Friday, March 21, 2008

A Pet Peeve of Mine

Nicola's pet peeves are all valid ones that I agree with. One that I've had on more than one occasion that is starting to make me clench my teeth is after reviewing, critiquing, and rejecting a project sent to me, the author replies that she kind of figured it would be rejected because she wrote it a long time ago when she first started out writing.

Which tells me, they never looked it over and reworked it before sending it to be consider for publication. That's laziness in it's highest form. When they tell me that I'm glad I rejected it, because they should have took the time to make it the best it could be, not send it off and hope the editor will rewrite it for them.

I know this sounds like I'm the b-word. But I can't believe the audacity to send anything but your best work.

This is my biggest Pet Peeve.

Patricia Tanner
Senior Editor
Cactus Rose Line

3 comments:

NicDarienzo said...

LOL A little frustrated today, Paty??? It really gets to you when you see it happen every day, I know.

The only other one that comes to mind for me, and I'm sure it was discussed in our chat is The Eager Beaver. The author who is so eager to show you how efficient she can be that even after you've rejected her MS, and given her advice and suggestions on what needs work and advised her to take these new things and apply them to the entire MS ---the MS is back in your inbox in 48 hours.

I also see this with contracted authors when I send out edits. Usually it's minor stuff, but sometimes, for an established author I know can do the work, I'll contract her and then send some revisions.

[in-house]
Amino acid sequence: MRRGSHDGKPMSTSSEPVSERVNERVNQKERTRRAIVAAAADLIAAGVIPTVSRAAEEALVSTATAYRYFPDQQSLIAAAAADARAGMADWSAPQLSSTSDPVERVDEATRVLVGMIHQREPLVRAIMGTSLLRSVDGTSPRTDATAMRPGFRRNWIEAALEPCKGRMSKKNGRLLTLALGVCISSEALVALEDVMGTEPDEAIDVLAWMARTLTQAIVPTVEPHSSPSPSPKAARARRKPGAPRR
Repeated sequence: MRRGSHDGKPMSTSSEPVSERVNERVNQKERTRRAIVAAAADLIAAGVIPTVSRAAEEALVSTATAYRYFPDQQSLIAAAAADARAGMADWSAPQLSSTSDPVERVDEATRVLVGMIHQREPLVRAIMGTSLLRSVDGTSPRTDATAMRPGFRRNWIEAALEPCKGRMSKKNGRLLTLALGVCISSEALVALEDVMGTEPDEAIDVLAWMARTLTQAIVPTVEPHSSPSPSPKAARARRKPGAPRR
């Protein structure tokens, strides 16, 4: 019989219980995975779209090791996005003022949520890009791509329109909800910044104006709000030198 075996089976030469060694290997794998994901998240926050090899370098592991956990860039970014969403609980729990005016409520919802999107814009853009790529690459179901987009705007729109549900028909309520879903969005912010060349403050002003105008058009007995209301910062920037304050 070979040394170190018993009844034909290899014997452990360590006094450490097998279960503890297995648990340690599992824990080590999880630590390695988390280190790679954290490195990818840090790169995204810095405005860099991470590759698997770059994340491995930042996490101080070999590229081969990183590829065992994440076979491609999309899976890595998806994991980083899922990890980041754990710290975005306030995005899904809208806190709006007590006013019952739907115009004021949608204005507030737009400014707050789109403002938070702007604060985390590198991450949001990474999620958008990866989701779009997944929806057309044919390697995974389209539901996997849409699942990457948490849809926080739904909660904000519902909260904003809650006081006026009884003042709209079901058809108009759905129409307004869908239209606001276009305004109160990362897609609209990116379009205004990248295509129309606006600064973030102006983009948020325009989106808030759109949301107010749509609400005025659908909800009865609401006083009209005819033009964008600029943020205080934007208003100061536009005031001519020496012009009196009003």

We know you're all eager and excited, but honest, when we say "take thirty days and go over it carefully" we MEAN take thirty days, LOL. Our schedules are usually full enough that we won't get to it again before then anyway. Sometimes we need a little break from the story before we can look at it with fresh eyes again.

Moira Rogers said...

I don't know if this applies, but my standard of what my "best work" is certainly changes with time. The story I sent out in December was my best work then, but since its acceptance I've been through editing, critiquing and advice with four other stories. Now I'm looking at that original story and wincing a little.

It's not that it wasn't my best story when I sent it in! It's just that I can do so much better now because this really is a learning process. I think a new author who can look at the same story two or three months later and not think that it is no longer representative of their best work might not be learning enough. :)

I know I have a whole checklist of things I've learned to be careful of in the last few months thanks to editors and critique partners who are willing to point out my flaws.

Patrica said...

I agree completely with your peeve. Serious authors who take the time to work on a manuscript have the ambition and drive to succeed. I mean, this is a business, it needs to be treated as such.

I just finished a project and subbed it after 18 months. I didn't spend all that time writing, part of it was in the research but I went over it, had someone else go over it, polished it, reworked it, and then subbed it.

I look at it this way - that story is my baby - I don't let my son go out in public looking like some dirty little urchin, why would I allow my mss to be rejected because I couldn't be bothered to take the time to reread it over!

I've finished my rant and will disappear back into the shadows! Thanks so much for posting this. Its nice to know what publishers and editors are looking for.